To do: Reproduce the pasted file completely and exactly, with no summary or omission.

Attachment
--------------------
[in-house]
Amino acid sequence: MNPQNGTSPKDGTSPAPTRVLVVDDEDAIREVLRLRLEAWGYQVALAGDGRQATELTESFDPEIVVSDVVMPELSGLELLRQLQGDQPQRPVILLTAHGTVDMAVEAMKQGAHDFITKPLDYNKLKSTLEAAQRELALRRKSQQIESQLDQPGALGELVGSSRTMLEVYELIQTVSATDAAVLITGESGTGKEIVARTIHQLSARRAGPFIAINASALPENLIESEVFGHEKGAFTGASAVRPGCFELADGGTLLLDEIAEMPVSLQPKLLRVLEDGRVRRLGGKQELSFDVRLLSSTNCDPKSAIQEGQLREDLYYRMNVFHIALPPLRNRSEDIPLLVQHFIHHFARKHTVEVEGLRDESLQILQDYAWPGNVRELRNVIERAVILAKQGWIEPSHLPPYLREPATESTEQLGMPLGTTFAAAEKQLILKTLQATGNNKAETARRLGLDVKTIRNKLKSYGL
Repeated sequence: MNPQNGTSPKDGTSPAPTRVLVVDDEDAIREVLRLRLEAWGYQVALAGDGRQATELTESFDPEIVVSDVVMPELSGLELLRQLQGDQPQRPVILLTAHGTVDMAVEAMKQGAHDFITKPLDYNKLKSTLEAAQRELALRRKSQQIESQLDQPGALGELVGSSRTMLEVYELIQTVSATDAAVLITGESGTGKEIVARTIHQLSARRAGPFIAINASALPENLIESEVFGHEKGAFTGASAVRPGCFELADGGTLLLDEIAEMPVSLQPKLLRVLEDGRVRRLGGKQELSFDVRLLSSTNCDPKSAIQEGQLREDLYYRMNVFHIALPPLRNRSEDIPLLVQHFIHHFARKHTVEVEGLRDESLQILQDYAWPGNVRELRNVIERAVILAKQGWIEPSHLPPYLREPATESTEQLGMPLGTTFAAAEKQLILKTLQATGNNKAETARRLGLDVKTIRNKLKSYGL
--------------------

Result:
[in-house]
Amino acid sequence: MNPQNGTSPKDGTSPAPTRVLVVDDEDAIREVLRLRLEAWGYQVALAGDGRQATELTESFDPEIVVSDVVMPELSGLELLRQLQGDQPQRPVILLTAHGTVDMAVEAMKQGAHDFITKPLDYNKLKSTLEAAQRELALRRKSQQIESQLDQPGALGELVGSSRTMLEVYELIQTVSATDAAVLITGESGTGKEIVARTIHQLSARRAGPFIAINASALPENLIESEVFGHEKGAFTGASAVRPGCFELADGGTLLLDEIAEMPVSLQPKLLRVLEDGRVRRLGGKQELSFDVRLLSSTNCDPKSAIQEGQLREDLYYRMNVFHIALPPLRNRSEDIPLLVQHFIHHFARKHTVEVEGLRDESLQILQDYAWPGNVRELRNVIERAVILAKQGWIEPSHLPPYLREPATESTEQLGMPLGTTFAAAEKQLILKTLQATGNNKAETARRLGLDVKTIRNKLKSYGL
Repeated sequence: MNPQNGTSPKDGTSPAPTRVLVVDDEDAIREVLRLRLEAWGYQVALAGDGRQATELTESFDPEIVVSDVVMPELSGLELLRQLQGDQPQRPVILLTAHGTVDMAVEAMKQGAHDFITKPLDYNKLKSTLEAAQRELALRRKSQQIESQLDQPGALGELVGSSRTMLEVYELIQTVSATDAAVLITGESGTGKEIVARTIHQLSARRAGPFIAINASALPENLIESEVFGHEKGAFTGASAVRPGCFELADGGTLLLDEIAEMPVSLQPKLLRVLEDGRVRRLGGKQELSFDVRLLSSTNCDPKSAIQEGQLREDLYYRMNVFHIALPPLRNRSEDIPLLVQHFIHHFARKHTVEVEGLRDESLQILQDYAWPGNVRELRNVIERAVILAKQGWIEPSHLPPYLREPATESTEQLGMPLGTTFAAAEKQLILKTLQATGNNKAETARRLGLDVKTIRNKLKSYGL